The deposed regional president of Catalonia, Carles Puigdemont, finds himself in an ambiguous situation. Does that explain his ambiguous behavior? Mariel Müller reports from Barcelona.
He's sitting in a bar in his hometown of Girona, eating lunch, as if nothing else were going on. A group of basketball players want a photo with him. No problem. Carles Puigdemont briefly steps outside, past cameras and reporters barking questions — "Do you realize you've been deposed?" — poses for the photo, goes back inside and carries on eating.
Almost simultaneously, Catalan TV is broadcasting a recorded "institutional speech" by the region's former head of government. In it, Puigdemont rejects his discharge and asks for "patience, endurance and perspective" in order to move ahead with his independence plan. Positioned alongside him in statesmanlike manner are the Catalan and EU flags.
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After the speech, he appears again on live television, just sitting with neighbors, according to the presenter. It looks like a perfectly normal day for Puigdemont. Nothing seems to perturb him, not even when, a few hours later, the restaurant where he's still sitting is besieged by hundreds of curious onlookers and fans. "President Puigdemont," they shout. More cameras track the scene.
'Independent and sovereign'
It appears that Puigdemont is living in two worlds: the Spanish government's and his own.
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Chaotic referendums are passed off as valid votes with credible results. Rules are made and immediately broken again: Catalonia's declaration of independence, for example, was originally supposed to come 48 hours after the announcement of the referendum's result, but that stretched to almost a month. And parliamentary votes are celebrated as lawful when they are not — as Friday's on Catalan independence was.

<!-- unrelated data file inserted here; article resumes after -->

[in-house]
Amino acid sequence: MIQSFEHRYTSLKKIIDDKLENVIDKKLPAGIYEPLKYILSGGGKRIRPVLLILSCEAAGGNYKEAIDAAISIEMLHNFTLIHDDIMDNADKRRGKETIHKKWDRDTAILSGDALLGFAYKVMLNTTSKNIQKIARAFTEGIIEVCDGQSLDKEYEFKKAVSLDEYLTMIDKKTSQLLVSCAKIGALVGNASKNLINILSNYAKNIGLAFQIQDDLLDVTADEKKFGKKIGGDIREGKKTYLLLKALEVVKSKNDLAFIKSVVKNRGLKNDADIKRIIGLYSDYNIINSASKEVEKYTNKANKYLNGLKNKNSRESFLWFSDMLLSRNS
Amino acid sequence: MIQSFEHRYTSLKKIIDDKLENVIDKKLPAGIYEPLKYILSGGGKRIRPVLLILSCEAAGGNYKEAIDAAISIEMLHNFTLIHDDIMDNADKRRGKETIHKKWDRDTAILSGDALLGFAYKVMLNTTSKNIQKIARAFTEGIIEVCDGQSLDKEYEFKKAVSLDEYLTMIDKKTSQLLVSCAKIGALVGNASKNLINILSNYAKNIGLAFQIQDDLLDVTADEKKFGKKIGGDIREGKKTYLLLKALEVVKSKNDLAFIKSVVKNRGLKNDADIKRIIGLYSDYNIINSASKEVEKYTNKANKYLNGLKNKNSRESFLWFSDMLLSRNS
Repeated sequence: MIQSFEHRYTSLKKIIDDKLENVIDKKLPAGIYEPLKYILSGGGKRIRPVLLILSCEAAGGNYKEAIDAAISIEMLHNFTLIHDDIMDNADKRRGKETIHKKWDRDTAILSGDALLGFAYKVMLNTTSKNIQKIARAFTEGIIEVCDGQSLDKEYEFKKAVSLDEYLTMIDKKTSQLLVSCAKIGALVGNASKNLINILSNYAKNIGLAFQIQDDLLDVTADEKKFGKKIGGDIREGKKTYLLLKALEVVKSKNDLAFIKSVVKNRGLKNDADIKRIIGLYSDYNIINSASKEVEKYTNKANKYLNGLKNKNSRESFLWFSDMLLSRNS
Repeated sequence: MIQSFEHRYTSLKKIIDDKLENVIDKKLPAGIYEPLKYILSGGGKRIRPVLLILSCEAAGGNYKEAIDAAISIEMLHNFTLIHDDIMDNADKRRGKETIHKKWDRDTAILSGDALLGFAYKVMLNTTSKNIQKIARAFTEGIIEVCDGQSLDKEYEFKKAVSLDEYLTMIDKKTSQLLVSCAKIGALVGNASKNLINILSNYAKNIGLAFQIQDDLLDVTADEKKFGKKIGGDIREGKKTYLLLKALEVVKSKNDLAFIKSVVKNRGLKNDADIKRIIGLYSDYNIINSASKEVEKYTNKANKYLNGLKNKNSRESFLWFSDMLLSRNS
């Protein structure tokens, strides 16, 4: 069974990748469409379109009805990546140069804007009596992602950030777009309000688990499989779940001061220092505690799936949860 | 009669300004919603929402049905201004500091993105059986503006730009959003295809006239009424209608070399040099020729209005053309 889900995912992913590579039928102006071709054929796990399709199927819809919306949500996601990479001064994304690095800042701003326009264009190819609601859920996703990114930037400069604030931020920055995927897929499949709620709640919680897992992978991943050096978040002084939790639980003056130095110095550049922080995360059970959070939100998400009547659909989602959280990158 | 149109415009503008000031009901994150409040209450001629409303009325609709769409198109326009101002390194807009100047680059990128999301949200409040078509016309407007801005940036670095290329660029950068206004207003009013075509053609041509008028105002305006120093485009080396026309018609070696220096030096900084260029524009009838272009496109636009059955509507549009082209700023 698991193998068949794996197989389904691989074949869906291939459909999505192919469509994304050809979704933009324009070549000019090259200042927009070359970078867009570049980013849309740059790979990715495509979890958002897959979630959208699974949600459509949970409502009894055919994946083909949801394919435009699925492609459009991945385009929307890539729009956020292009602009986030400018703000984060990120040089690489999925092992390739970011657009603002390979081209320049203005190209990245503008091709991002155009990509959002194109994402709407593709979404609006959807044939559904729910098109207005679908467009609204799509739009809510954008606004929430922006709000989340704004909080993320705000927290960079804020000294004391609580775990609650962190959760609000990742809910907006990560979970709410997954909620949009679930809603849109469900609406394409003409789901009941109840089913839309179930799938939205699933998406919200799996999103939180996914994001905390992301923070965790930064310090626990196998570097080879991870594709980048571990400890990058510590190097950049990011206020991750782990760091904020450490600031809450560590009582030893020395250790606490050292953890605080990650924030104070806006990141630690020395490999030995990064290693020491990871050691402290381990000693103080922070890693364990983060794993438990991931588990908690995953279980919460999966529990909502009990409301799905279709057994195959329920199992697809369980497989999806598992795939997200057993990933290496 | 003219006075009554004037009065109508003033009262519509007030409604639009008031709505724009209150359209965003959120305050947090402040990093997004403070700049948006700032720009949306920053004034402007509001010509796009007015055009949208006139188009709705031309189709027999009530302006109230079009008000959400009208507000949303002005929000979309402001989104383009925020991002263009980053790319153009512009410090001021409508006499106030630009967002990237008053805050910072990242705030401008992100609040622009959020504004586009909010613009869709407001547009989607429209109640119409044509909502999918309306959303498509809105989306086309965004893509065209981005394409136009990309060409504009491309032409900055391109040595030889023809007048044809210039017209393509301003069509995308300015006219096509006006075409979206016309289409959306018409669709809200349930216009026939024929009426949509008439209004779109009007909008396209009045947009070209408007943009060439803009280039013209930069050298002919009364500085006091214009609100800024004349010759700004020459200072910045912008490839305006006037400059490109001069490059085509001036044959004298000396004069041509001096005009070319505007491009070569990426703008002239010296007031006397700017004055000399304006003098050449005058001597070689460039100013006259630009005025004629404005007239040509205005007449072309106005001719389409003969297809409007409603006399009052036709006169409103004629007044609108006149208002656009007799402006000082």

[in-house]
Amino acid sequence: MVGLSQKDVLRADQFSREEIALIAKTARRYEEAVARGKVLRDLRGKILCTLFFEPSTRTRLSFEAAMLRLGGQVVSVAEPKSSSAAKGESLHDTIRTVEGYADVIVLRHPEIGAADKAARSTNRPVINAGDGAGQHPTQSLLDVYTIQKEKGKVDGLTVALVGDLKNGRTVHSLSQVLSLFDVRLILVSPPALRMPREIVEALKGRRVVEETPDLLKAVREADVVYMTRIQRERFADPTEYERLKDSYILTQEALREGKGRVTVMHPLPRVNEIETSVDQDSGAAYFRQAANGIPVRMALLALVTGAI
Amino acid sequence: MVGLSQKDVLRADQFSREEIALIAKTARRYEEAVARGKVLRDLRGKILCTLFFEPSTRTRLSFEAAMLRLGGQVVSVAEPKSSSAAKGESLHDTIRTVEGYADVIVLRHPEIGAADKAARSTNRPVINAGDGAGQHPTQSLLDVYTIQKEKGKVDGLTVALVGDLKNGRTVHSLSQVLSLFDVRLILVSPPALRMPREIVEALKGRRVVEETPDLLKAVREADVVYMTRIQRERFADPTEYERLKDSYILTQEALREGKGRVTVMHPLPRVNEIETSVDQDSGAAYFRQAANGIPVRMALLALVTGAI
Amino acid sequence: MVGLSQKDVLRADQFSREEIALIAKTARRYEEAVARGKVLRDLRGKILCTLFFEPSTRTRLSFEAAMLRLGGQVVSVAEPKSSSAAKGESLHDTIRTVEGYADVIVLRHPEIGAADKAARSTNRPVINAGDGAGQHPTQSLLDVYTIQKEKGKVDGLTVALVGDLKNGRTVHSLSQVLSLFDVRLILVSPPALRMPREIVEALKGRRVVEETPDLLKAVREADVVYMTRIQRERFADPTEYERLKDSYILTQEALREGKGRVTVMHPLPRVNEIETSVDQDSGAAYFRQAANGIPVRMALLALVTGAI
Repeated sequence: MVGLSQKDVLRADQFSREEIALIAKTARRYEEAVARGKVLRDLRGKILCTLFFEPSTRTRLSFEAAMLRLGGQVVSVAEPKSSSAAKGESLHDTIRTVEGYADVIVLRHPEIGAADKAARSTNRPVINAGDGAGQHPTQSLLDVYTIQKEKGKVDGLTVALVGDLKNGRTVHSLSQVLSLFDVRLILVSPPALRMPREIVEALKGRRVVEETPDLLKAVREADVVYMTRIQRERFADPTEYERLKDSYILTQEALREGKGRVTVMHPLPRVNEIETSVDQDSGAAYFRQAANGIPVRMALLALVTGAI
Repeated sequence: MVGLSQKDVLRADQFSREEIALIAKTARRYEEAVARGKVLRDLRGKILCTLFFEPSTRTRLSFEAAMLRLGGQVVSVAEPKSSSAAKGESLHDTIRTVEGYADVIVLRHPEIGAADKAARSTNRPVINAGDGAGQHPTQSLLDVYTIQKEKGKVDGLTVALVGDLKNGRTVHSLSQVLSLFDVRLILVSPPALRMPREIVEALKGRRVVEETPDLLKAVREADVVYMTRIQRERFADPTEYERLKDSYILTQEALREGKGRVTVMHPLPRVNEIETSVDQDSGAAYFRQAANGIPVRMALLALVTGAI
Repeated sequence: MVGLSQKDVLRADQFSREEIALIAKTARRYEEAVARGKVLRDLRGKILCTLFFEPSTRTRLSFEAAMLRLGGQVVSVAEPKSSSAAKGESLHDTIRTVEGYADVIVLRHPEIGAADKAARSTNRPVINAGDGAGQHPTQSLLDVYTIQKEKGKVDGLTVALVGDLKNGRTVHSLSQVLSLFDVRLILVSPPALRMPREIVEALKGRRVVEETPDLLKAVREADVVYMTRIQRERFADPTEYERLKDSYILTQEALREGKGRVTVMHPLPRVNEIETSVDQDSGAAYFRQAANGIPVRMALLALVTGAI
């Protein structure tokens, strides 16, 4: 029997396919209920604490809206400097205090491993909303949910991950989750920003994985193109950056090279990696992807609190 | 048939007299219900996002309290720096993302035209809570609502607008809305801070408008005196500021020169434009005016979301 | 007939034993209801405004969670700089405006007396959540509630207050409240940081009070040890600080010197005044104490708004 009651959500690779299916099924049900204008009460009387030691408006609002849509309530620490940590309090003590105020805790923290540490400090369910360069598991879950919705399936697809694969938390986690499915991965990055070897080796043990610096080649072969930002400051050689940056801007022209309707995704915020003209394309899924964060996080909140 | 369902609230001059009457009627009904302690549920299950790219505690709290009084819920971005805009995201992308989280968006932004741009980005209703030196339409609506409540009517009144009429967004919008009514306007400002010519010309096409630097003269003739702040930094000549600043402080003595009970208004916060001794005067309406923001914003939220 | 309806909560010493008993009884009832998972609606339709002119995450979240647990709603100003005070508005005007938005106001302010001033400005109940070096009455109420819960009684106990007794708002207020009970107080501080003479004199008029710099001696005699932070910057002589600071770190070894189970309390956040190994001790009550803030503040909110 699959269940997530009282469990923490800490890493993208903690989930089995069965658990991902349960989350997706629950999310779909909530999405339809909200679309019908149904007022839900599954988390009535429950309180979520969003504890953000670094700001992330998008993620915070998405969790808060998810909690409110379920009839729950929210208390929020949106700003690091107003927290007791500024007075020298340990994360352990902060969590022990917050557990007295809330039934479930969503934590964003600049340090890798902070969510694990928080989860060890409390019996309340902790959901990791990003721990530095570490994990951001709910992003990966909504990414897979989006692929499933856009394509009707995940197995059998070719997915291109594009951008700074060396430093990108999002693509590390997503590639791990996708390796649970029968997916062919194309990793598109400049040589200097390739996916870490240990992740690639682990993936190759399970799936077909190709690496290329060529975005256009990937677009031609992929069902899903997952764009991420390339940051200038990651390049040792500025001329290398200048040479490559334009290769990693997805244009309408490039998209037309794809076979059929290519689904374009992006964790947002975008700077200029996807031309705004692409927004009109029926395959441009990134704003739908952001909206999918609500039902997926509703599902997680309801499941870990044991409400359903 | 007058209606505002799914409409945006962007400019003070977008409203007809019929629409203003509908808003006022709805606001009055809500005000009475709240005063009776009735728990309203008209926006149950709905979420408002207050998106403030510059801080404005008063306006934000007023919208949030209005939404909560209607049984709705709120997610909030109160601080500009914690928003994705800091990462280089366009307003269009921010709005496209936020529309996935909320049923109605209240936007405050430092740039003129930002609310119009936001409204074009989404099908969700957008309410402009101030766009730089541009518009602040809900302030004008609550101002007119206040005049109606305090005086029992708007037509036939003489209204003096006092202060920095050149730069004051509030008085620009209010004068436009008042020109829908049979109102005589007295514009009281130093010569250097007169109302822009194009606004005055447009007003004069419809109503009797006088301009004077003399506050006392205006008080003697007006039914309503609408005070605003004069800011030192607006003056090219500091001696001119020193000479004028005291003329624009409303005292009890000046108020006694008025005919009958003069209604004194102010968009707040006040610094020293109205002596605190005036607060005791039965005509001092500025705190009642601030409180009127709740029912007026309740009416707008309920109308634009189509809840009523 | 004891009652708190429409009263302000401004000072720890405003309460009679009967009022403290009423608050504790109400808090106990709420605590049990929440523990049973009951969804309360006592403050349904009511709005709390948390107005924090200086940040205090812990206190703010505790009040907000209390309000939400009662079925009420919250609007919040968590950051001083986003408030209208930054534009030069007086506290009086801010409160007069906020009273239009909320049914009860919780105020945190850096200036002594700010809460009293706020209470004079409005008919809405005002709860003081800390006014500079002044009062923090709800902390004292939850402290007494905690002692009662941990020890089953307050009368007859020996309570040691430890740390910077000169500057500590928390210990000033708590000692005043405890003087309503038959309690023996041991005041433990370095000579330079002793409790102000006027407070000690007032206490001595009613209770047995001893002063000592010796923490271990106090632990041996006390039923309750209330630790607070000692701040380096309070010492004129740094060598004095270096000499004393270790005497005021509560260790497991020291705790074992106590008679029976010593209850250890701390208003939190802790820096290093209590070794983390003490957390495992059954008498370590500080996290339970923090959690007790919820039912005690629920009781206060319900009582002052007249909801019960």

The vote should not have taken place at all "because, according to the law, the parliament has no authority to decide on the sovereignty of Catalonia," according to Oriol Bartomeus, a politics professor at the Autonomous University of Barcelona. Lawyers in the regional parliament had come to the same conclusion.
The opposition left the room in protest and did not participate in the vote. Of the representatives who remained, 10 voted against the resolution on constituting "a Catalan republic as an independent and sovereign state." Seventy representatives voted in favor, and the resolution was passed. Two lawmakers abstained.
The pro-independence movement has appeared weaker recently. It's breaking up into two camps: a moderate wing, which recently pushed to bring forward the regional elections, and the uncompromising element that demanded nothing less than a unilateral declaration of independence. This division became particularly visible when Puigdemont declared independence about two weeks ago, then immediately suspended it.
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On the one hand, this was a concession to the left-wing radical Popular Unity Candidacy (CUP), which secured a majority in the parliament. On the other hand, it was a signal of concession to the moderate element of his own party, the Catalan European Democratic Party (PDeCat). The internal division became clearly apparent on Friday when the minister for business, Santi Vila, stepped down, commenting resignedly on Twitter, "My attempts at dialog have failed again."
"There's still a split in the pro-independence bloc," the political scientist Oriol Bartomeus said. "It's not as visible anymore right now, but it may reappear in the coming days if there are discussions about whether or not its supporters should take part in the elections on 21 December."
The division reflects the mood on the streets of Barcelona. The initially homogenous independence movement is breaking up into different camps. There are the formerly passionate supporters of independence who've changed their minds in view of the withdrawal of banks and businesses from Catalonia. There are the people who've always wanted Catalonia to have a stronger statute of autonomy, and who voted "yes" in the referendum out of protest.
There are also those Catalans who are the loudest and most visible on the marches and demonstrations: the ones who won't be content with anything less than independence. And now they've had it — if only briefly.